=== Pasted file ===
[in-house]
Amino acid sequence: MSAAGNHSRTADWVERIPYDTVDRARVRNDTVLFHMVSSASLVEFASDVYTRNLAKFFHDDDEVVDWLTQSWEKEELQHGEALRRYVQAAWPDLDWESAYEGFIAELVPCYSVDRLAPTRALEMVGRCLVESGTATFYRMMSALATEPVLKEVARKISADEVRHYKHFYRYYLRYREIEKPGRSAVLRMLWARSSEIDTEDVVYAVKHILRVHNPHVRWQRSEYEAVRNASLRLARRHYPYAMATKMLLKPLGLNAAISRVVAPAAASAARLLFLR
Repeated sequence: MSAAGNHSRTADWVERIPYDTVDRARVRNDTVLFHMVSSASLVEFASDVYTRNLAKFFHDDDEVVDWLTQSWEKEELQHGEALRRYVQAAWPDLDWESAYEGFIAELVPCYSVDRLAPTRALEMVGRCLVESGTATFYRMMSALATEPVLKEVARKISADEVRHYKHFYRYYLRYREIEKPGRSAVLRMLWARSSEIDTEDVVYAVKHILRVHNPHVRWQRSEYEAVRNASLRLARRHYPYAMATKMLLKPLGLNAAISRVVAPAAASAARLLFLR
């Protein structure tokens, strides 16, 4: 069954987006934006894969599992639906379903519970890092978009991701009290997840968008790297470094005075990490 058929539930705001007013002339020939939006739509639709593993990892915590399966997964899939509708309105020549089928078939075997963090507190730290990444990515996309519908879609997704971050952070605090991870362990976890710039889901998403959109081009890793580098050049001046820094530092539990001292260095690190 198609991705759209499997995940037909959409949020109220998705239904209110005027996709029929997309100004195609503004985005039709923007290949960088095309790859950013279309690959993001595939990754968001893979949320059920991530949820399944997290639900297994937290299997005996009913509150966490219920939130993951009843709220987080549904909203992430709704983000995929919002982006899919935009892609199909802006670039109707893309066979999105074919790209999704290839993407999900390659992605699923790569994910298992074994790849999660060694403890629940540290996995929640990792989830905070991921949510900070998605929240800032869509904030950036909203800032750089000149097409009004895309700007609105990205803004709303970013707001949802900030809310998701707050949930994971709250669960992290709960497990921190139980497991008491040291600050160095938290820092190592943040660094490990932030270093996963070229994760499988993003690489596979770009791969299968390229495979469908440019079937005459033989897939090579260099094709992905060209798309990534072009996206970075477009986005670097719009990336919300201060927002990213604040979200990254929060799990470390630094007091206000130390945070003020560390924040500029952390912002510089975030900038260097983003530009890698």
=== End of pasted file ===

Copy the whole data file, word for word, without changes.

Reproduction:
[in-house]
Amino acid sequence: MSAAGNHSRTADWVERIPYDTVDRARVRNDTVLFHMVSSASLVEFASDVYTRNLAKFFHDDDEVVDWLTQSWEKEELQHGEALRRYVQAAWPDLDWESAYEGFIAELVPCYSVDRLAPTRALEMVGRCLVESGTATFYRMMSALATEPVLKEVARKISADEVRHYKHFYRYYLRYREIEKPGRSAVLRMLWARSSEIDTEDVVYAVKHILRVHNPHVRWQRSEYEAVRNASLRLARRHYPYAMATKMLLKPLGLNAAISRVVAPAAASAARLLFLR
Repeated sequence: MSAAGNHSRTADWVERIPYDTVDRARVRNDTVLFHMVSSASLVEFASDVYTRNLAKFFHDDDEVVDWLTQSWEKEELQHGEALRRYVQAAWPDLDWESAYEGFIAELVPCYSVDRLAPTRALEMVGRCLVESGTATFYRMMSALATEPVLKEVARKISADEVRHYKHFYRYYLRYREIEKPGRSAVLRMLWARSSEIDTEDVVYAVKHILRVHNPHVRWQRSEYEAVRNASLRLARRHYPYAMATKMLLKPLGLNAAISRVVAPAAASAARLLFLR
């Protein structure tokens, strides 16, 4: 069954987006934006894969599992639906379903519970890092978009991701009290997840968008790297470094005075990490 058929539930705001007013002339020939939006739509639709593993990892915590399966997964899939509708309105020549089928078939075997963090507190730290990444990515996309519908879609997704971050952070605090991870362990976890710039889901998403959109081009890793580098050049001046820094530092539990001292260095690190 198609991705759209499997995940037909959409949020109220998705239904209110005027996709029929997309100004195609503004985005039709923007290949960088095309790859950013279309690959993001595939990754968001893979949320059920991530949820399944997290639900297994937290299997005996009913509150966490219920939130993951009843709220987080549904909203992430709704983000995929919002982006899919935009892609199909802006670039109707893309066979999105074919790209999704290839993407999900390659992605699923790569994910298992074994790849999660060694403890629940540290996995929640990792989830905070991921949510900070998605929240800032869509904030950036909203800032750089000149097409009004895309700007609105990205803004709303970013707001949802900030809310998701707050949930994971709250669960992290709960497990921190139980497991008491040291600050160095938290820092190592943040660094490990932030270093996963070229994760499988993003690489596979770009791969299968390229495979469908440019079937005459033989897939090579260099094709992905060209798309990534072009996206970075477009986005670097719009990336919300201060927002990213604040979200990254929060799990470390630094007091206000130390945070003020560390924040500029952390912002510089975030900038260097983003530009890698």